Thirty-eight minutes later, having hitched a ride on a passing oil tanker truck (Hey, it's Texas! They've got oil tankers everywhere... right?) Spidey arrives at the Lobos' mansion. The lock on the front gate is already broken and Spidey hears voices coming from the back. He leaps over the house and gets an eyeful of the scene down by the swimming pool. The Lobos are in their speedos. Three of their men are already gunned down. The Punisher and the Kingpin goon have guns pointed at them. The Persuader, in costume, stands nearby. The Punisher prepares to kill the Lobos but they refer to him as a stooge of the Kingpin and this confuses Frank just enough so that Spidey has time to snatch the rifle away with his webs.

The Persuader orders Castle to kill Spidey. Somehow Frank gets his gun back (and it has no webbing on it... neat trick) but Spidey moves in with a left to the jaw. The Punisher's gun goes off and the bullet creases Carlos Lobo's shoulder, but he shrugs it off with disdain and the brothers slip away from the fight.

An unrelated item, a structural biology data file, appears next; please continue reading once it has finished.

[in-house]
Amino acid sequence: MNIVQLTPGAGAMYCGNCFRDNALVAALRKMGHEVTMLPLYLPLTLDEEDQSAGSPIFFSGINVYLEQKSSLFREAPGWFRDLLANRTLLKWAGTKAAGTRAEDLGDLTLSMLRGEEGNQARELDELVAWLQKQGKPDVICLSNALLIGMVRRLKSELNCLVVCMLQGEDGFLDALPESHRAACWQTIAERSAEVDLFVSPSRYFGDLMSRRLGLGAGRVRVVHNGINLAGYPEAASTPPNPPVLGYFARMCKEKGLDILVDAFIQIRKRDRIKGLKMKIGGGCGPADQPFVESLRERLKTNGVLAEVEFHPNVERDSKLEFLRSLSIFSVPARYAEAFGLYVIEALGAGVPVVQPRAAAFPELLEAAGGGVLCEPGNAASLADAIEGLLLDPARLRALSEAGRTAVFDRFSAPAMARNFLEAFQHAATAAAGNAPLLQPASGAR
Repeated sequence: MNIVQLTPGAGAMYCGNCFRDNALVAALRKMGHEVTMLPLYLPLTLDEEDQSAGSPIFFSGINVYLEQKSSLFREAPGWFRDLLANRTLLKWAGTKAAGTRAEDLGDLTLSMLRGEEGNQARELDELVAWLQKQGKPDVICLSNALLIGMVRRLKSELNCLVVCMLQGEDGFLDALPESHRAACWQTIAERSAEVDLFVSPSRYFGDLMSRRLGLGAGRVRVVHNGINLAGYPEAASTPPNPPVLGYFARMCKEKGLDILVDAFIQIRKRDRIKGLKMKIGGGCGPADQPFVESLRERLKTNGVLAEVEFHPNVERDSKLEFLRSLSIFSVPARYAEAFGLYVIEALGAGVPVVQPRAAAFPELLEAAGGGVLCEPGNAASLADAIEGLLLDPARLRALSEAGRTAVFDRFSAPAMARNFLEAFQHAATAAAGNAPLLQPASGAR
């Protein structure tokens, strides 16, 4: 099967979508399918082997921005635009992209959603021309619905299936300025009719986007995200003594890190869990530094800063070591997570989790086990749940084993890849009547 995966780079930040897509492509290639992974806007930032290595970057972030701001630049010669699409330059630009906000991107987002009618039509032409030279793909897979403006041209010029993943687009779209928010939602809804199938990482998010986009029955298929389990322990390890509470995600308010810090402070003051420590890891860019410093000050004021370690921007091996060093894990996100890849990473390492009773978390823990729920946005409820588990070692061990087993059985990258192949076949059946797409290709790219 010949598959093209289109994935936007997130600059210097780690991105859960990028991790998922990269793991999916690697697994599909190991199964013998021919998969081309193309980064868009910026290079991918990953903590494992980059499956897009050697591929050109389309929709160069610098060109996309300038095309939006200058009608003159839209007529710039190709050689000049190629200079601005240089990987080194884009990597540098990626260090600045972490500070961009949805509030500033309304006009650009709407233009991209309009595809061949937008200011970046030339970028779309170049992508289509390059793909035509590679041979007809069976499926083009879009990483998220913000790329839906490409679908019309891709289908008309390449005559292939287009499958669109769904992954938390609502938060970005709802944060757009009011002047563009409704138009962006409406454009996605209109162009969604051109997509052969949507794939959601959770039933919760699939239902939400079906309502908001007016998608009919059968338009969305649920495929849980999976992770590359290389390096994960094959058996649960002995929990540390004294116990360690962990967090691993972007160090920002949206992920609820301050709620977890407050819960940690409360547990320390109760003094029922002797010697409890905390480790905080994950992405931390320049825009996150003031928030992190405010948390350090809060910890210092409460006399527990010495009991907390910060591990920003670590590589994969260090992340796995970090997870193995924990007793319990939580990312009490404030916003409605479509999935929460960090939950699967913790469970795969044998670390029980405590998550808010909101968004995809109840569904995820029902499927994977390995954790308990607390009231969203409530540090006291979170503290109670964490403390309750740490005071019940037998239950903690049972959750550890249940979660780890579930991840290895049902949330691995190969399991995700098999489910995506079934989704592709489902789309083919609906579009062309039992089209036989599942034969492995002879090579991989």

Spidey and the Punisher end up in the swimming pool... with the Punisher's hands wrapped around Spidey's neck. And it looks like the webslinger is finished... passed out underwater. The excitement of the two bad guys at poolside over the apparent death of Spidey is tempered by their discovery that the Lobos have escaped. And Spidey's plan to play possum is not working out as planned since the Punisher refuses to loosen his grip.

So, Spidey breaks free. He has been taking it easy on the Punisher because he is suspicious of the way the vigilante is acting, but now all gloves are off. He gives the Punisher a "whump" in the solar plexus but, before he can follow up, the white-suited goon takes a shot at him. His spider-sense allows him to evade the shot but he isn't quite fast enough. The bullet creases his skull and he passes out, half in and half out of the water.